Remodelers & Design Pros Bullish on 2022, Says Houzz

Palo Alto, CA, March 16, 2022-Houzz released the 2022 Houzz U.S. State of the Industry. 

The report provides an outlook on 2022 and review of 2021 performance for residential renovation and design businesses based on data reported by more than 2,800 professionals in the Houzz community. Companies across all industry sectors have a confident outlook for 2022, with more than two-thirds anticipating this will be a good or very good year, and anticipate that demand for their services will continue to increase. This follows strong 2021 results with revenue growth at a four year high across the industry, outpacing expectations for the year. 

“Following a busy year for the home renovation and design industry, the findings from the Houzz State of the Industry show that professionals are bullish that momentum will continue through 2022,” says Marine Sargsyan, Houzz senior economist. “The positive outlook is prevalent across industry groups from architects and designers to builders and landscapers, despite headwinds in the form of labor and product availability and price volatility. Accumulated home equity and other industry fundamentals continue to drive demand for improvements to aging housing stock and upgrades that will enable homeowners to stay in their homes long into retirement years.”

2022 U.S. State of the Industry: major findings

- Confidence in 2022: The majority of residential construction and design companies on Houzz predict that 2022 will be a good or very good year (71% to 77%). For the first time since 2018, architects have the most positive outlook among the seven sectors surveyed, with nearly four in five expecting a good or very good year (77%). This is followed closely by general contractors (73%), design-build companies (735) and specialty building and renovation firms (71%). 

- Revenue growth surpassed expectations in 2021: In 2021, businesses reported their highest year-over-year revenue growth in the last four years (9% to 12%), with five out of seven groups reporting double-digit revenue growth. Three quarters of companies across all business sectors reported that revenue growth was at or above their initial expectations for 2021 (71% to 77%). Businesses across all industry groups anticipate continued growth in 2022 of five to nine percent.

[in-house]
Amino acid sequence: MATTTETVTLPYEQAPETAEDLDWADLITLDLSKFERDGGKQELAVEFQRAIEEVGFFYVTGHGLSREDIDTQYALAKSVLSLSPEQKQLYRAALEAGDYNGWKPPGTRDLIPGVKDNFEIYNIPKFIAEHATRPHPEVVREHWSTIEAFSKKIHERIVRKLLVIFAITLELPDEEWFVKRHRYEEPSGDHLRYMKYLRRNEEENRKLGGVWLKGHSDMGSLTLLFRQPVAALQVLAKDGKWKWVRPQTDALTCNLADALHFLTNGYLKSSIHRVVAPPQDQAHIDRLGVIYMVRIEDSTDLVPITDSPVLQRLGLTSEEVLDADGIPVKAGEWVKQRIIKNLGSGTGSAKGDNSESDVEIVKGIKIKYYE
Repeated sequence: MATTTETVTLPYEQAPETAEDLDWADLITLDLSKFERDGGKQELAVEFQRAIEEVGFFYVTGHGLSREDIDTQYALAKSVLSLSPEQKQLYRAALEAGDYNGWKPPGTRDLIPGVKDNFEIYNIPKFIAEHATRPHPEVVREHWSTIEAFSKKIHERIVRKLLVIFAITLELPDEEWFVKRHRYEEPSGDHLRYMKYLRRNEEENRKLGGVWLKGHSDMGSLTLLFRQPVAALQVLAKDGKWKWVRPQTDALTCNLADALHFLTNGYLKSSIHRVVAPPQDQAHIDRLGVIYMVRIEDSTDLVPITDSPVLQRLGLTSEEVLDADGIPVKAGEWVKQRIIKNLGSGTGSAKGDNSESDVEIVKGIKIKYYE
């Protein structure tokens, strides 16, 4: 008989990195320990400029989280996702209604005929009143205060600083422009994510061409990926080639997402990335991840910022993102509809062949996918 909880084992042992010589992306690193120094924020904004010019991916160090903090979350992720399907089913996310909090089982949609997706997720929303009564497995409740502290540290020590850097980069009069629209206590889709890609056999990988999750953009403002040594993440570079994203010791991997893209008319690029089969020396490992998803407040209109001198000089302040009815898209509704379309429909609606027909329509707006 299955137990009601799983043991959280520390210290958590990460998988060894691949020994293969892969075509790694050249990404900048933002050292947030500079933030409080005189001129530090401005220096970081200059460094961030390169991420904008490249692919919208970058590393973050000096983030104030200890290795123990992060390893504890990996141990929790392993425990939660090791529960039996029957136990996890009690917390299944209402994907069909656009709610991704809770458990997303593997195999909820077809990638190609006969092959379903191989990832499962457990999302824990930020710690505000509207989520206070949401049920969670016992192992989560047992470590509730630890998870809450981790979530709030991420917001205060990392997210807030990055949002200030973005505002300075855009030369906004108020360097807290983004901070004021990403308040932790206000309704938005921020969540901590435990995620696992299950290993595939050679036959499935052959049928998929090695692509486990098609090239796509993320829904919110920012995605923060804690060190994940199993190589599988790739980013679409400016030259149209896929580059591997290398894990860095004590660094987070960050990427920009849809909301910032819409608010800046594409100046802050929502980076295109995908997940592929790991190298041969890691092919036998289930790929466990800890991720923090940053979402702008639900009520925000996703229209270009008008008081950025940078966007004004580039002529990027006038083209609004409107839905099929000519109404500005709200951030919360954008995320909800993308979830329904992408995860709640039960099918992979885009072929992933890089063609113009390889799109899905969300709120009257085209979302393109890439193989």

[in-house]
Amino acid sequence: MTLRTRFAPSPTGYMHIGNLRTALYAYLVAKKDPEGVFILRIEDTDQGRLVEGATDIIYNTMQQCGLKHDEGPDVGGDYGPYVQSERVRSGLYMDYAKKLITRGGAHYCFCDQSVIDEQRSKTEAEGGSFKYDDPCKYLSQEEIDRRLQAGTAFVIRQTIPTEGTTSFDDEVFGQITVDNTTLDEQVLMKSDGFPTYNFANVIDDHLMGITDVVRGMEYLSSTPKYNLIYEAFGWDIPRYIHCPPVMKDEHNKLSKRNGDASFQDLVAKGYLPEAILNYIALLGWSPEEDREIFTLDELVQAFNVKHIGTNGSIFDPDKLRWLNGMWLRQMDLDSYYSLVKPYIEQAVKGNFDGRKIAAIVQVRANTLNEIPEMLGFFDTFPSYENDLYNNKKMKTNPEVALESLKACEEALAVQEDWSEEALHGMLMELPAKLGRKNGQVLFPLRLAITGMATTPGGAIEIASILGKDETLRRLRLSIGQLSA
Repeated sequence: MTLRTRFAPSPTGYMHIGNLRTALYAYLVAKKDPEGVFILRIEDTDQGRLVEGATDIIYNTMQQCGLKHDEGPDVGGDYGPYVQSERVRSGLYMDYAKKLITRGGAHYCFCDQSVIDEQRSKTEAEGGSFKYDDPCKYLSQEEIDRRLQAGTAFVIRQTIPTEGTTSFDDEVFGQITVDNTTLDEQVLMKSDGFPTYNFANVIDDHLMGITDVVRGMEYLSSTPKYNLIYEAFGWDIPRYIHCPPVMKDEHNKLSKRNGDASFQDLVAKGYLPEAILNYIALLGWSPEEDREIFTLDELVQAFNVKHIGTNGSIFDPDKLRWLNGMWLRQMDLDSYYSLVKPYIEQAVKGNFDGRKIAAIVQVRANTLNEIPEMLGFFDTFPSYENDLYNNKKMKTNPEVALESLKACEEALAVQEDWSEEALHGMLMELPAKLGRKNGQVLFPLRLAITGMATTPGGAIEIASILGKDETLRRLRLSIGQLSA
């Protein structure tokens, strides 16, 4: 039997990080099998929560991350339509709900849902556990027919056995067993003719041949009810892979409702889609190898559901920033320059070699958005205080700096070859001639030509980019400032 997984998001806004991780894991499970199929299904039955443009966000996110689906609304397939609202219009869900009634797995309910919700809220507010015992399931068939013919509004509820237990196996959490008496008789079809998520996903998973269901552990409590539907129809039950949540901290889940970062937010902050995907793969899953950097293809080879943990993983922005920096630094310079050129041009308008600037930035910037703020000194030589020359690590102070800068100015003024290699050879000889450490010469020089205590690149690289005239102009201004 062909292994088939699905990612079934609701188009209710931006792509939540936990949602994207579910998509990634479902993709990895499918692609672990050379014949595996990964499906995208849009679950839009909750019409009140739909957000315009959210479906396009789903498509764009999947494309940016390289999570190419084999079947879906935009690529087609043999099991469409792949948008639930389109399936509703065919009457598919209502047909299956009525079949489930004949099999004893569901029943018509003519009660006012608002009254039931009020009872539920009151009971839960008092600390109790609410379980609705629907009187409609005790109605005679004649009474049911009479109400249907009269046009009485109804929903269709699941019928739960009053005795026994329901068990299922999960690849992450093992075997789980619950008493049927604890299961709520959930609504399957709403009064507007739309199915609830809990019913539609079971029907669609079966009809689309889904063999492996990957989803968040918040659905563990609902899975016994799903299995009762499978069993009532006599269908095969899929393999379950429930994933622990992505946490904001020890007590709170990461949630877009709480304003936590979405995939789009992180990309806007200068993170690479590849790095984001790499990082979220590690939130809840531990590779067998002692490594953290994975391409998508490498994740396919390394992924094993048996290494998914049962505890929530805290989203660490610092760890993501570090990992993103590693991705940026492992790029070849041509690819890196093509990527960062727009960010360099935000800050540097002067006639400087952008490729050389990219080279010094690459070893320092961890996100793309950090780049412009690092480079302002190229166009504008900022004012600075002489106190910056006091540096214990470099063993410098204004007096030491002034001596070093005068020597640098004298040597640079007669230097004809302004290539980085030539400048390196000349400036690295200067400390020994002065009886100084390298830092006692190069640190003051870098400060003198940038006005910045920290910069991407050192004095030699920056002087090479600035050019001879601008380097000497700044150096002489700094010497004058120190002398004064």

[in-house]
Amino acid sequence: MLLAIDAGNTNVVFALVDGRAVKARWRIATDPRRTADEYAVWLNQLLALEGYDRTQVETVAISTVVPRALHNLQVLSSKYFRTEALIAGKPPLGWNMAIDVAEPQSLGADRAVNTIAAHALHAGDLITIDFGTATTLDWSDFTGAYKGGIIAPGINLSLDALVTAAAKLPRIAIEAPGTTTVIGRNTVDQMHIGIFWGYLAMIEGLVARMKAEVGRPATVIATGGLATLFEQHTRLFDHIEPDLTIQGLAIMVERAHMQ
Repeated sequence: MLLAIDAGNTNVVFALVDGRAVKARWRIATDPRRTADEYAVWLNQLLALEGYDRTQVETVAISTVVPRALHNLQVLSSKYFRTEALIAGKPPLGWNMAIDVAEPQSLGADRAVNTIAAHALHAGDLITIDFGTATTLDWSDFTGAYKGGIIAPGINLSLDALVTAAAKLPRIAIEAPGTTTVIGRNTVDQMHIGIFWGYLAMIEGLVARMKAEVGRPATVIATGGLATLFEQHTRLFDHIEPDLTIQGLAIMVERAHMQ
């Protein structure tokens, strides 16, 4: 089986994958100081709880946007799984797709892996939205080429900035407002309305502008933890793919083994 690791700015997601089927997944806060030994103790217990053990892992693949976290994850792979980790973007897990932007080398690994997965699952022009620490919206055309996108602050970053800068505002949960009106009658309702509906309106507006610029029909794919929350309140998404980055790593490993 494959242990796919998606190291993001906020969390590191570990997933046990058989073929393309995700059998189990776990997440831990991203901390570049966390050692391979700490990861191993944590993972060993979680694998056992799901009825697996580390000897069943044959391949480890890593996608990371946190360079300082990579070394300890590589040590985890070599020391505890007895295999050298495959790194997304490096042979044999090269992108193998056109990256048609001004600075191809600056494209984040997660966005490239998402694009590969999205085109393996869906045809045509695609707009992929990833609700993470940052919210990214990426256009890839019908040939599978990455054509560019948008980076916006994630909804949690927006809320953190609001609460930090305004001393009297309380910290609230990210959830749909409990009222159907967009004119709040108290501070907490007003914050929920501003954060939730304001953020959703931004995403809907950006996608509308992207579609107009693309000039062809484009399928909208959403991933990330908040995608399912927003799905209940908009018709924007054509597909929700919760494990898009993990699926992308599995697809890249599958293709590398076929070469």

- Increased demand anticipated: More companies across all seven industry groups believe that demand for their services will increase in 2022 (41 to 54 percent), rather than decrease (6% to 11%). Interior designers are the most confident that demand for their services will improve (54%).

- Hiring is on the rise: More residential renovation and design companies (18% to 34%) hired employees in 2021 than in 2020 (9% to 24%). Design-build firms were the most likely to hire in 2021 (345), followed by general contractors, builders and remodelers (28%) and landscaping and outdoor firms (27%). Hiring is expected to continue across all industry groups in 2022 (18% to 40%). 

- Labor shortages impact cost: Companies across all industry groups expect labor availability to worsen in 2022 (41% to 555), which affects the cost of labor. In fact, companies across all seven industry groups also expect labor costs to increase in 2022 (49% to 64%). Construction businesses are particularly concerned. The percentages of general contractors, building and renovation specialists and design-build companies that expect labor availability to worsen in 2022 have increased by 11, 11 and 10 points, respectively, compared with expectations a year ago.

- Price volatility and availability of products and materials top challenges: All industry groups listed price volatility of products and materials as a top challenge. Availability of products and materials is among the top challenges by six of the seven industry groups. General contractors, design-build firms, and building and renovation specialists cite price volatility (47 to 55 percent) and availability of products and materials (37% to 40%) as the leading challenges they faced in 2021, followed unsurprisingly by increased costs of doing business (28% to 35%). More than half of companies across the seven industry groups expect product and material costs to rise (53% to 72%).